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review 2020-07-31 21:27
The Favourite by Ophelia Field
Sarah Churchill Duchess of Marlborough: The Queen's Favourite - Ophelia Field This is an interesting biography of a woman I can’t help viewing as the Hillary Clinton of turn-of-the-18th century England: Sarah Churchill, Duchess of Marlborough, was a prominent, divisive, highly political woman closely connected to her country’s leader, but not naturally suited to her supporting role. Opinionated, partisan, determined, self-righteous and stubborn, even today Sarah Churchill remains a colorful figure often portrayed in a highly negative light. Churchill is best known for having a very close relationship with Queen Anne, up until their dramatic falling-out largely due to political issues: the queen leaned conservative while Churchill was a committed Whig, and after decades of friendship Churchill seems to have assumed too much in terms of her influence once Anne ascended the throne. During the course of their friendship, Anne sent Sarah a lot of letters that today come across as highly romantic in tone and vocabulary, leading many to assume that the two were lovers. Author Ophelia Field looks at both sides of that question, but without spending too much time on speculation, preferring to focus on known facts. It’s pretty hard to figure out centuries later whether people were sexually involved, but we do know that many of the female courtiers at that time wrote each other letters like this, perhaps in part due to overheated epistolary conventions and in part because friendships were prioritized more at the time than they are now. It’s also worth noting that certain words simply had different connotations at the time (people declared their “passion” for their parents and children as well as their friends). On the other hand, while Anne dutifully got pregnant with her husband an astonishing 17 times (none of which resulted in a child surviving to adulthood), she did not have quasi-romantic relationships with male courtiers in the way other queens of England did, and Sarah evidently saw something untoward in Anne’s letters, as after falling out of favor she used them to blackmail the queen. This book though is a rather exhaustive chronicle of Sarah Churchill’s life, of which the Queen Anne episodes were only a part. There’s a lot about her relationship with her husband and his military victories, a lot about political maneuvering, and a lot about various satires and attacks against the Churchills in the press at the time. I also appreciated the final chapter dealing with the various portrayals of Churchill since her death. I don’t disagree with the reviewers who say the book goes on a little long, in perhaps too much detail, with the letters, politics and press attacks. It’s interesting stuff, but it may not need to be quite so granular and as a result the book takes a little while to get through. In my view Field does an admirable job of remaining balanced: Churchill was clearly a difficult person in a lot of ways, prone to strong opinions and long-running arguments (though perhaps not quite as contentious as some of her detractors portrayed her). She doesn’t seem to have been an attentive mother and was controlling toward her grandchildren, using the fortune she amassed through clever investments to keep them in line. At the same time, her willingness to step out of the standard role of a woman of her time is admirable, and she was clearly tough, committed, charismatic and intelligent. She wrote a lot, and was very concerned with how posterity would view her, so we get many excerpts in her own words. Overall, this is an interesting and at times dramatic biography of a strong personality, though at times it does drown a little in detail, while there were a few areas (such as Churchill’s children) that I would have liked to see fleshed out more. This book is a good choice for those interested in the topic.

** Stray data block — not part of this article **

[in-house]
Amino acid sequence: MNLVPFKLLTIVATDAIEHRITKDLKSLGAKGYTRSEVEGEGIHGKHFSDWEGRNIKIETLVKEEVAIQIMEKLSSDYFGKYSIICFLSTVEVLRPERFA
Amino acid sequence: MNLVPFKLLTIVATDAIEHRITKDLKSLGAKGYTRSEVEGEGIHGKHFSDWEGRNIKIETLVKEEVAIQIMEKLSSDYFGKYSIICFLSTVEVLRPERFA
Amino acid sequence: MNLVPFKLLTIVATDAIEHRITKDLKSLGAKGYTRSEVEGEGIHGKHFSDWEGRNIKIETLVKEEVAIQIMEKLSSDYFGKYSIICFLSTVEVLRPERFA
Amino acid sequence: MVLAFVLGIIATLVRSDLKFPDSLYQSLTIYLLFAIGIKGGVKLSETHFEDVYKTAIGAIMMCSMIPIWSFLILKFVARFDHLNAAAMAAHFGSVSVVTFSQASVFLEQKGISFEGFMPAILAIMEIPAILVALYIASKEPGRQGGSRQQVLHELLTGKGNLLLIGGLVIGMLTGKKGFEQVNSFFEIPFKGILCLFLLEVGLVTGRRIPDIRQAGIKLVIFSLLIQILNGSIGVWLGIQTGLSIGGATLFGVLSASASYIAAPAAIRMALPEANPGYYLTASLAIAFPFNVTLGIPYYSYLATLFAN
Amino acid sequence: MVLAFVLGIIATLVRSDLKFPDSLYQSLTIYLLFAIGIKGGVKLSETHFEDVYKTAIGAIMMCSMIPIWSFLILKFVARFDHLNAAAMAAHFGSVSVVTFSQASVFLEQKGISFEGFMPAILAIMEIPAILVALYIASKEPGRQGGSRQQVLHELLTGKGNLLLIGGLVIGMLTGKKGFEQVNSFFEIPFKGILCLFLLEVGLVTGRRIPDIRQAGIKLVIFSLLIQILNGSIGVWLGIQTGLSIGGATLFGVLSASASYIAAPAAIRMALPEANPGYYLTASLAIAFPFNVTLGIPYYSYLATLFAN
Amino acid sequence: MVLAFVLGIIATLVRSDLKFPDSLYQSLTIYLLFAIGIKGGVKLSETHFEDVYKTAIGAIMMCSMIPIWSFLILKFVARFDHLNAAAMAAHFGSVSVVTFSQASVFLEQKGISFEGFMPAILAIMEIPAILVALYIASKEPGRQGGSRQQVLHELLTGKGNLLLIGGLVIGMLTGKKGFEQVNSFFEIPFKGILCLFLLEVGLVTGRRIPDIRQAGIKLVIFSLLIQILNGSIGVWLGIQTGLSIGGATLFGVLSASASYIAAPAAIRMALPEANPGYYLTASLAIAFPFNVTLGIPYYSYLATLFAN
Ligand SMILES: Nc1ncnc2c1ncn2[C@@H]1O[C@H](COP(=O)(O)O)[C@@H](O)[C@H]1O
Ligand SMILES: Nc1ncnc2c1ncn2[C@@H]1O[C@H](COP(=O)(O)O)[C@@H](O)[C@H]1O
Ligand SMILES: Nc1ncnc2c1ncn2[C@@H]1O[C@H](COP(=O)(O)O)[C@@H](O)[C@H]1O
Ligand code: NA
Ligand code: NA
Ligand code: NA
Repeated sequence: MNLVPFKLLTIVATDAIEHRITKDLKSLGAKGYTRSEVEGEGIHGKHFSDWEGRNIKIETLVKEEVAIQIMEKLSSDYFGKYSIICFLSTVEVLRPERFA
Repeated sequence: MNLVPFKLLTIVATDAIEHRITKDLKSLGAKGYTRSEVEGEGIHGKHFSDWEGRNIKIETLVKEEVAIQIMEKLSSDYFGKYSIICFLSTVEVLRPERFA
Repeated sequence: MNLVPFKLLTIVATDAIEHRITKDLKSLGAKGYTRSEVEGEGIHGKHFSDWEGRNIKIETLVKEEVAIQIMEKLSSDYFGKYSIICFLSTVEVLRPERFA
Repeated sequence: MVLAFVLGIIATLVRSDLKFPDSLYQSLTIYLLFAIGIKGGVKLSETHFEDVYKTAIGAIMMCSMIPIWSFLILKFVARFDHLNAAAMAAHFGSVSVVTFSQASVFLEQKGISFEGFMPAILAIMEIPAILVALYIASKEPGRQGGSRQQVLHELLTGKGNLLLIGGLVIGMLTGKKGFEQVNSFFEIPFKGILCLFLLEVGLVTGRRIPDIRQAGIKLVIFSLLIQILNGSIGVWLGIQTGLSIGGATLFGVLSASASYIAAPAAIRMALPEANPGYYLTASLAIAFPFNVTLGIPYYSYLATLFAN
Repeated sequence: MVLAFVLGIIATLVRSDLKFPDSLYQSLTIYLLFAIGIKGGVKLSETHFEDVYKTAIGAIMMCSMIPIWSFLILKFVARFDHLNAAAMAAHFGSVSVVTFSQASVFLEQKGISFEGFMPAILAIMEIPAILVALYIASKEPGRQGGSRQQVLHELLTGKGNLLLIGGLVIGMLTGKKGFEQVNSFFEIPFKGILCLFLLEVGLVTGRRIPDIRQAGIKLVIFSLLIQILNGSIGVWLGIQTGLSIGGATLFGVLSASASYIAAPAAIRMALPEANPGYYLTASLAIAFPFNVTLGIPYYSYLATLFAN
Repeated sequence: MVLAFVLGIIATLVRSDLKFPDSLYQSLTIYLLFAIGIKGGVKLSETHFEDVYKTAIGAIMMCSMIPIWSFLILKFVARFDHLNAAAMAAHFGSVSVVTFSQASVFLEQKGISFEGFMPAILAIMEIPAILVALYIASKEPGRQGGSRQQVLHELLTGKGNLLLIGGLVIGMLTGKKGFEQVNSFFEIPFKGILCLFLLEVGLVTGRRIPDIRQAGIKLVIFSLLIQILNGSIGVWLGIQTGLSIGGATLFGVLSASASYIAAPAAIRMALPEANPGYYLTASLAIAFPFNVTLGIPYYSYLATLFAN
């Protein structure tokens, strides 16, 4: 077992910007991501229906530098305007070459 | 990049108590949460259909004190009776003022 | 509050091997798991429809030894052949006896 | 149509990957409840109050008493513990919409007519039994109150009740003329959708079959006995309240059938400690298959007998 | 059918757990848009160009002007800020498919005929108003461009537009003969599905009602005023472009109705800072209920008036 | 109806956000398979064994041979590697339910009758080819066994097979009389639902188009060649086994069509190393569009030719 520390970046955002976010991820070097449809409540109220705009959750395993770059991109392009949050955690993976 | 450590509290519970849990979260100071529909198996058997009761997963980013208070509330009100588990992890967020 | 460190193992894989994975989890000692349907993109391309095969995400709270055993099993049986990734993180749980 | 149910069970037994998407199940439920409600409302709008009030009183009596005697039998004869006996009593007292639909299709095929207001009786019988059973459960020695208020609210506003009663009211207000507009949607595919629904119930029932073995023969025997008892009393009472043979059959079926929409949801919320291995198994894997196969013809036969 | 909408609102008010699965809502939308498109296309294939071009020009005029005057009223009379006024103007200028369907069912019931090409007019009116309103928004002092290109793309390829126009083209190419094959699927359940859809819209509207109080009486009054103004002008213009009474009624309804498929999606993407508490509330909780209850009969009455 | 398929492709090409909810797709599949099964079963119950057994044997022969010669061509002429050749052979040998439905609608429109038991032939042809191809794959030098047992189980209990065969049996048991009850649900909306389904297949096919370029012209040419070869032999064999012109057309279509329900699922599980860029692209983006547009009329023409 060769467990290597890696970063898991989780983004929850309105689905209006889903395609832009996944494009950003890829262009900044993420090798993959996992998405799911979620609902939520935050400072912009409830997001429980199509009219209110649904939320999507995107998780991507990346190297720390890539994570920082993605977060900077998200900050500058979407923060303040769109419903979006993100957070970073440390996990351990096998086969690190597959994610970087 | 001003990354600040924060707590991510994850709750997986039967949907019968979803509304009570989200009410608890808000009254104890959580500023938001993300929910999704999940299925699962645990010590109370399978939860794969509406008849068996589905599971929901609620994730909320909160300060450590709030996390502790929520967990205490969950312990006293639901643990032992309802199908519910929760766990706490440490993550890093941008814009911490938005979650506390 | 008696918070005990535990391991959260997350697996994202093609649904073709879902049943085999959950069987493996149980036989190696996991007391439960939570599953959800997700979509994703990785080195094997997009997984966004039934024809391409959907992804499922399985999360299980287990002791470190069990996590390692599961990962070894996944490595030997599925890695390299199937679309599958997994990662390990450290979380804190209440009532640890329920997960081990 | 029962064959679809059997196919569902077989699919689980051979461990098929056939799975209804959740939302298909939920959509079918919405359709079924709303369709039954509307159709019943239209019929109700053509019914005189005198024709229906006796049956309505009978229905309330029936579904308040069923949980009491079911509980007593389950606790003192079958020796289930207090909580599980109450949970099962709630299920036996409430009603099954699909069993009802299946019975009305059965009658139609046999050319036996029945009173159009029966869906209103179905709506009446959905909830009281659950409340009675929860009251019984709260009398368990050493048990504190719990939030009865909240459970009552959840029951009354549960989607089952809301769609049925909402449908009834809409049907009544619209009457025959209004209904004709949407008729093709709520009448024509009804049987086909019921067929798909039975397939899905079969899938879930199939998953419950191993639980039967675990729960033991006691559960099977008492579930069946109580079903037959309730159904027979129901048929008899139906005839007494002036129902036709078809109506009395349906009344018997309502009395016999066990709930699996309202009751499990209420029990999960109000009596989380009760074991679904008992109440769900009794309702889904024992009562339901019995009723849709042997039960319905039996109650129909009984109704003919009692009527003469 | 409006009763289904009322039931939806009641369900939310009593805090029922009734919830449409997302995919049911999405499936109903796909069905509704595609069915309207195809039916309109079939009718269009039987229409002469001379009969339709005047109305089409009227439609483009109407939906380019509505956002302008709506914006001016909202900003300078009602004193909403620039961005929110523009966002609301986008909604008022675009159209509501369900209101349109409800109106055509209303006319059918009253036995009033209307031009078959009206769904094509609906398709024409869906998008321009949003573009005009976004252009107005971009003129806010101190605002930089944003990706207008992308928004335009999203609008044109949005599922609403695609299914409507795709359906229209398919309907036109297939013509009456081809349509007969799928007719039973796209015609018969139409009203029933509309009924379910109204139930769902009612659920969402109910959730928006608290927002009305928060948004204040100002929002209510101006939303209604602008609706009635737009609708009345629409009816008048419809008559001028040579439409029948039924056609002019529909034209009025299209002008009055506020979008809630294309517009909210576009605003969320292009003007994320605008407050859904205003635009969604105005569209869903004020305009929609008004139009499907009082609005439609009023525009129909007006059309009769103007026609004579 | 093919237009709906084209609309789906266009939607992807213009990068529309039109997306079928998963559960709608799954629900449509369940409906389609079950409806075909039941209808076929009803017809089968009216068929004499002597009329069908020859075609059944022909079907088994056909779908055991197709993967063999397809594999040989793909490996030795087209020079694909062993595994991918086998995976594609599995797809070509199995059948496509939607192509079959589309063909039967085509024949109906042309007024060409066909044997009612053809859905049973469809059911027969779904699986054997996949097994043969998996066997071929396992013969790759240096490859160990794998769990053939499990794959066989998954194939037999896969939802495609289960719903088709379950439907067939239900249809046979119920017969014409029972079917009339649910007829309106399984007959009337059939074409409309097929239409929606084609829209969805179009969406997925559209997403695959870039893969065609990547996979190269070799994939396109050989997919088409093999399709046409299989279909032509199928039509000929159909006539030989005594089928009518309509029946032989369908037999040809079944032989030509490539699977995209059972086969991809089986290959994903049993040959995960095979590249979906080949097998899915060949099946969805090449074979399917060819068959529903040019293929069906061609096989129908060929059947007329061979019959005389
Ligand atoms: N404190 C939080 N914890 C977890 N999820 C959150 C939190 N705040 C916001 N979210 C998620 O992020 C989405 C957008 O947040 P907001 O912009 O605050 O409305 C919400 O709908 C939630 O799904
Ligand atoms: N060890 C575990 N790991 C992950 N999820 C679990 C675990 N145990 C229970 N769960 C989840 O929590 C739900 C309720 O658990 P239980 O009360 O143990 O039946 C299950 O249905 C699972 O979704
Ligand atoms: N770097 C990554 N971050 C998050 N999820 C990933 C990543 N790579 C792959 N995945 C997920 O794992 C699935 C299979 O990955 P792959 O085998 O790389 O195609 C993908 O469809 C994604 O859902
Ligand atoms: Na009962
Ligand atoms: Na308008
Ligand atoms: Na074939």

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review 2020-02-13 18:04
The Duchess Deal by Tessa Dare
The Duchess Deal - Tessa Dare
I read a lot of horror but I'm also a fan of an amusing romance. I realize the two do not go together and many people can't wrap their heads around this but I do not care. Romances help me clear my head when I can't seem to focus on anything else and The Duchess Deal was the perfect book for me at this particular moment in time. It is getting all the stars because it amused me and made me happy and it also made me laugh a few times and most of us probably need to do a little more of that.

Ash is horribly disfigured from a war injury and was dumped by his feckless fiancee who couldn't handle his scars (and they do sound terrible - this isn't a little scratch on the face, this poor man is maimed and missing some chunks of himself but none of the important ones, haha) and one day decides he needs an heir, like right now. When a seamstress shows up at his door demanding he pay her in full for the ugly ass wedding dress she created for his former fiancee, he decides she'd be alright to marry and he proposes on the spot. How weird is this? She knows it's strange but, well, it's a decent deal for her and she's no dummy. Her only demand is that he allow her a cat - even though she doesn't even have one yet, lol.